• 16:55

      NARRATOR: One of the most notable waysis in the American emphasis on religion, which clearlydistinguishes the US from many other modern industrialsocieties.

    • 17:04

      CLAUDE S. FISCHER: Certainly one of the striking thingsabout American life over the last half centuryhas been the persistence of religion.If you look at reports on their behavior,they are as religiously involved as their grandfathersand grandmothers were, an earlier generation.And that is a striking feature of American society

    • 17:24

      CLAUDE S. FISCHER [continued]: that really distinguishes us from other societiesin that Western world.So that Americans today are as likely or more likely to say,for instance, they believe in lifeafter death, about is likely to belong to churches,go to church on Sundays regularly, as was true 30,40 years ago.

    • 17:42

      NARRATOR: The role and influence of religionin European culture, for example,is far less prominent than it is in the US.

    • 17:50

      PETER BERGER: Why is Europe so secular?One fact for certain is church-state relations.In most of Europe, Protestant or Catholic,Western Europe, church and state were very much linked,which means that any political resentments immediatelyled to resentments against the church.Another factor which I'm sure is importantis the role of the intelligentsia in both places.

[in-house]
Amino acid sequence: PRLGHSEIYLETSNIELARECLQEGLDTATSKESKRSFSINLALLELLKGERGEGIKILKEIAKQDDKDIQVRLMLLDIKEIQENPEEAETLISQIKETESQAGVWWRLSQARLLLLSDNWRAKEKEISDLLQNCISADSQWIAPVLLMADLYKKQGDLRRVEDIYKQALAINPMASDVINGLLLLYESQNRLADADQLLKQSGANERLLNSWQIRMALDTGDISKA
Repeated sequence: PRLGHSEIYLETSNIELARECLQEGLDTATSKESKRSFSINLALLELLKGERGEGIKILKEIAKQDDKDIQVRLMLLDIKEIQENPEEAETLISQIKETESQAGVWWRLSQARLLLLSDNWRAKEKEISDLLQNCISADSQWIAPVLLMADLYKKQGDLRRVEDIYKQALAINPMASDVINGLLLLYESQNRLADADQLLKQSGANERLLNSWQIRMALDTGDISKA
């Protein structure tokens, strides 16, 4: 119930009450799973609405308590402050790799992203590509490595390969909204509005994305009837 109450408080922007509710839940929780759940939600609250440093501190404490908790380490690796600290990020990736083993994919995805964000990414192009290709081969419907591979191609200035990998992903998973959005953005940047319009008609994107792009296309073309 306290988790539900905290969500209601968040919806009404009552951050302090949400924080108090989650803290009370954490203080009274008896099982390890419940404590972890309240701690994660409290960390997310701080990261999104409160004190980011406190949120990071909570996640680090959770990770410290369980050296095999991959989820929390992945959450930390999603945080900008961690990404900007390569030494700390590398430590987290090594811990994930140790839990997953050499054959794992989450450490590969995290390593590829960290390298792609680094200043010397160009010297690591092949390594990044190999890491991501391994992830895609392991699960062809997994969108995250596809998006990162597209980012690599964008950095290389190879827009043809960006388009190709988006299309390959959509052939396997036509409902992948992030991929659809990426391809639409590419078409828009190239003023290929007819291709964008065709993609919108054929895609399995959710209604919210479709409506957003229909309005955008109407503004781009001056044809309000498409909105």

• 18:12

      PETER BERGER [continued]: America has been, for most of its history,basically commercial civilization.Intellectuals have not been very influential.In Europe, the intelligentsia hasplayed a much more important role,and has influenced the society.And intelligentsia has always beensecular from 18th century on. [Peter Berger, PhD.Boston University]